Tips for being tax-efficient

To avoid tax-time surprises, periodically review your taxes throughout the year. Don't forget to make necessary quarterly tax payments to avoid under-withholding penalties. Complete all of your paperwork on-time, particularly if you are billing clients or customers. Many companies will take several weeks to process invoices. Keep copies of all receipts for tax time.

Under the tax laws, the income of a self-employed person (freelance writer/journalist, independent consultant, and businessman, professional) would fall under the head of income from business or profession. 

A self-employed person can have income that is more tax efficient by at least 15% as against similar salary income.

1. Business expenses

All expenses related to the business can be claimed as business expenses. Vouchers/bills would be required to support expenses and hence book keeping is important for this category. Other expenses including rent or home office expense, travel costs, communication costs (telephone, internet), business meetings, supplies and utilities can be claimed as expenses. For being deductible, expenses must be both ordinary (common and accepted) and necessary (appropriate and helpful) in your work/business. If such expenses are incurred partly for work purposes and partly for personal purposes, you can deduct only the work related expense.

If the business/ work employs assets like laptops/computers, furniture, UPS and vehicles, depreciation can be claimed on them. Make it a point to maintain bills of capital expenditures. Bad business debts may also be written off. Business losses can be carried forward for 8 years.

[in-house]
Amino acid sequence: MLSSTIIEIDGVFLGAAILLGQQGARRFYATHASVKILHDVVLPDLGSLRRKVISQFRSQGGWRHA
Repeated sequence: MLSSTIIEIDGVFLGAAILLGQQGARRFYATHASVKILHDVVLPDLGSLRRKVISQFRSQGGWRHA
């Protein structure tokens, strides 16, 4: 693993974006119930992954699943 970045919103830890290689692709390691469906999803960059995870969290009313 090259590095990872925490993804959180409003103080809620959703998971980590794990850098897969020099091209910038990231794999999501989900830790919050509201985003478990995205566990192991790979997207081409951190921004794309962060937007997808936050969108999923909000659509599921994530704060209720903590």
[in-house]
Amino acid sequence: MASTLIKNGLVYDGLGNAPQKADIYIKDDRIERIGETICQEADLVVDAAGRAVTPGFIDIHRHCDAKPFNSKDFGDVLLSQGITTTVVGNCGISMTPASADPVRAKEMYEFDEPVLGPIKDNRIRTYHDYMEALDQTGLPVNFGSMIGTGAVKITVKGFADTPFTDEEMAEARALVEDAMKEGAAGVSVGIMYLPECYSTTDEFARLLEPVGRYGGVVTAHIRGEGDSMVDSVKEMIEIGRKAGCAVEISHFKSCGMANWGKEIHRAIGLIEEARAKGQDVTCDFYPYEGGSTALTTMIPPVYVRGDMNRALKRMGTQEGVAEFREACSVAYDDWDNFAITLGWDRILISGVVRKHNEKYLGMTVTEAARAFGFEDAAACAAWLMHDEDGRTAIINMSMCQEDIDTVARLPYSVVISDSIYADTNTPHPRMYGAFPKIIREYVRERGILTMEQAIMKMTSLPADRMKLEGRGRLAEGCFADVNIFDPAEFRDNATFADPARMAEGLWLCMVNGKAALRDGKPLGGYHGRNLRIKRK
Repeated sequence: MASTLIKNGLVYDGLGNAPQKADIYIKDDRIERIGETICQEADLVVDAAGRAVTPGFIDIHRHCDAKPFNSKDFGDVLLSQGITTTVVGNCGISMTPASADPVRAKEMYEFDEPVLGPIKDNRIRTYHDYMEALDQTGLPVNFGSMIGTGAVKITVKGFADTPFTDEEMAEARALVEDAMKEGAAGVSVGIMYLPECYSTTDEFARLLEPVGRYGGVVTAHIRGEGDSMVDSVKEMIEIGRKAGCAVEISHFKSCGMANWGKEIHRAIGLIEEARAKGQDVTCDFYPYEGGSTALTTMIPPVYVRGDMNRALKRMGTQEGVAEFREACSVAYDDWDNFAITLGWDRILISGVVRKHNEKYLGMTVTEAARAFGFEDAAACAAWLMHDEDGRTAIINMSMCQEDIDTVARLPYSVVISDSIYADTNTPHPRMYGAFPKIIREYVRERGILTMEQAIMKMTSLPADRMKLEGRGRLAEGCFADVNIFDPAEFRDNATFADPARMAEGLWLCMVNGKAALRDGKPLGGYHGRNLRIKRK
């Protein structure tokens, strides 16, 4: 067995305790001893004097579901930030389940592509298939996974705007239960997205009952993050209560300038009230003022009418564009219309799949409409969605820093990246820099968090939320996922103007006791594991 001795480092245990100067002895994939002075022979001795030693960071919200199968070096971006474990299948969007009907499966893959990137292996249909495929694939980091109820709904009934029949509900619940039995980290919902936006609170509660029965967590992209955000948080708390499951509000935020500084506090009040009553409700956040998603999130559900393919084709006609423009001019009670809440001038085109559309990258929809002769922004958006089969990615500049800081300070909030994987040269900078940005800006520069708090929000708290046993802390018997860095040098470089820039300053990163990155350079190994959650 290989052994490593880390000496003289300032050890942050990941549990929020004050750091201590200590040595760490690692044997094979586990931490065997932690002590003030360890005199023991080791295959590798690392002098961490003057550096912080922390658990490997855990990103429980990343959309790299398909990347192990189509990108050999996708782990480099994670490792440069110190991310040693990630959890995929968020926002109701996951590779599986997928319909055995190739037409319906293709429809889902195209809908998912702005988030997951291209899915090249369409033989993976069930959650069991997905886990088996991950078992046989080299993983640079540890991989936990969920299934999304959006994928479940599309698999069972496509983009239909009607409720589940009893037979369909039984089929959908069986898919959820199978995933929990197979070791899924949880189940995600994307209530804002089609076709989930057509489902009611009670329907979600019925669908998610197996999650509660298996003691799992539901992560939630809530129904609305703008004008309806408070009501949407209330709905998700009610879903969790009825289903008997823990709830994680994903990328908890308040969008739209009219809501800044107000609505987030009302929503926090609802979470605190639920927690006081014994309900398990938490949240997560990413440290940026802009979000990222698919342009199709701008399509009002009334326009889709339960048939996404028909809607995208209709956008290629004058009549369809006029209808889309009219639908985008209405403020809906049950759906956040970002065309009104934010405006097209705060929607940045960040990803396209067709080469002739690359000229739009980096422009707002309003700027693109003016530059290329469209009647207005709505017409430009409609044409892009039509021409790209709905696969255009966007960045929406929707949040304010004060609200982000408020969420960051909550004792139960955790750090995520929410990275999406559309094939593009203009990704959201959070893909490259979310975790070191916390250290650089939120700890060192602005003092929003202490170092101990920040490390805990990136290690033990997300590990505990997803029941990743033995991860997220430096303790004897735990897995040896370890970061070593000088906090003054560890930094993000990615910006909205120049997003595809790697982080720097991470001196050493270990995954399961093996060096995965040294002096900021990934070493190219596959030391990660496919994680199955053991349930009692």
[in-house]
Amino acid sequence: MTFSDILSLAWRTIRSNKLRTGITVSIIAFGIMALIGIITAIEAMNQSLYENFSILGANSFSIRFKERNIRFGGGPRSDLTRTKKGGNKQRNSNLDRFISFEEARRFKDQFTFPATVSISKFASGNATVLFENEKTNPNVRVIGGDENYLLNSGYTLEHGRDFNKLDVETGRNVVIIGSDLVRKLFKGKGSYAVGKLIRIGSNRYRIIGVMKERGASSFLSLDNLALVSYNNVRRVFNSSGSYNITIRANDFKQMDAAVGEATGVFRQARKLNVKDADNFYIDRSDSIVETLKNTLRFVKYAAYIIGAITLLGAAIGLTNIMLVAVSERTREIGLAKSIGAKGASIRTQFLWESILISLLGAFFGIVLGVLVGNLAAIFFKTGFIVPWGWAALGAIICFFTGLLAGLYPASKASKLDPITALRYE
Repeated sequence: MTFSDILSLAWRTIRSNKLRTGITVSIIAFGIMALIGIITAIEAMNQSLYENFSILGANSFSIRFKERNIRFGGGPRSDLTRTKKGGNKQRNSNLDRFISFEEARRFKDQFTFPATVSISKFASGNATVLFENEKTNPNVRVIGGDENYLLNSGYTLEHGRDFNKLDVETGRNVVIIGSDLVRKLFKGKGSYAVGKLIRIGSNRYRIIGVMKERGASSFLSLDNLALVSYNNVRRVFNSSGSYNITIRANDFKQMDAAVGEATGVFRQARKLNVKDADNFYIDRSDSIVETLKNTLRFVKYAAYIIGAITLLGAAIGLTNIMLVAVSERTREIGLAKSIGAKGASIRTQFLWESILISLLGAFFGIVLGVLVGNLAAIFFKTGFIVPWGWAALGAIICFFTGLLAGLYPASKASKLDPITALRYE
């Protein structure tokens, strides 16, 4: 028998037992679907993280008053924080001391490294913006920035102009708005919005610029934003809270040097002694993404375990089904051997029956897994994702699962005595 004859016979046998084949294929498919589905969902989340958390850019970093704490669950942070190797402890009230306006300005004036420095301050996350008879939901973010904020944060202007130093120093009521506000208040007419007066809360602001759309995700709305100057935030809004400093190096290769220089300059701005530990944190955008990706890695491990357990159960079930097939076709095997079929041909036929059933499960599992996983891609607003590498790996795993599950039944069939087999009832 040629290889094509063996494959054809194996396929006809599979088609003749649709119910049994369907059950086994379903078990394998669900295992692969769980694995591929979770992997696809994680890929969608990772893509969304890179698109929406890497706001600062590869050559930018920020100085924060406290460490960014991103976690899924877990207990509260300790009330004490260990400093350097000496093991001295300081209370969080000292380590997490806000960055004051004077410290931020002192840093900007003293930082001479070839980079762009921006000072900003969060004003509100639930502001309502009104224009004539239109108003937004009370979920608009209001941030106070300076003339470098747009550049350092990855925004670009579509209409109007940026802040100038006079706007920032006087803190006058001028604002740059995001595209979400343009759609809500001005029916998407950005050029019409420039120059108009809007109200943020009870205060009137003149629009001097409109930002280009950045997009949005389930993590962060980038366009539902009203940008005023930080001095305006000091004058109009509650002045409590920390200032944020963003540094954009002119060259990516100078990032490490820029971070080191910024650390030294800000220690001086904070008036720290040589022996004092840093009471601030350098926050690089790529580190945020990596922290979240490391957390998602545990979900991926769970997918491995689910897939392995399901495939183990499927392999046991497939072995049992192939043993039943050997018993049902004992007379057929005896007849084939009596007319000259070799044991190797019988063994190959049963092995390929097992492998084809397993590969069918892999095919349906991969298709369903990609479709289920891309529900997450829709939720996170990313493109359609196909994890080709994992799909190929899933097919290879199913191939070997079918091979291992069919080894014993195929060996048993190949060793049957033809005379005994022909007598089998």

2. Avail usual deductions

Section 80C allows investments in PPF (Public Provident Fund), insurance /unit linked insurance plans, pension plans, ELSS (equity linked savings scheme), NSC (National Savings Certificate), infrastructure bonds, FDs (fixed deposits) apart from home loan principal repayment.

Tuition fees for your child's education can also be claimed. The overall limit of this section is Rs 1 lakh. Section 80D provides deduction for medical insurance premiums of oneself and family up to Rs 15,000. An additional Rs 15,000 can be claimed towards medical premiums of parents. If you are staying in a rented home you can claim the rent paid as deduction u/s 80GG, up to Rs 24,000, based on certain conditions. If you buy a house, you can claim a deduction of up to Rs 1.5 lakh on interest paid.

3. Insurance benefits

Avail a family floater policy with reasonable cover to protect your family from any major medical costs that might arise. The premiums paid towards life and health policies will provide for tax breaks u/s 80C and 80D. It is important to have appropriate life insurance cover to offer protection for family, especially since there would be no benefits from the company (if one were salaried) that would have accumulated. 

4. Distribute your income

If you have family members who can help in various aspects of your business, it makes sense to employ them (legitimately) and offer an appropriate remuneration. By hiring a family member to work, you will effectively shift a part of your income to your relative.

Your business can take a deduction for reasonable compensation paid to an employee, which in turn reduces the amount of taxable business income that flows through to you. One can also form a Hindu Undivided Family (HUF) as a separate entity, which helps to further distribute income to this entity as well.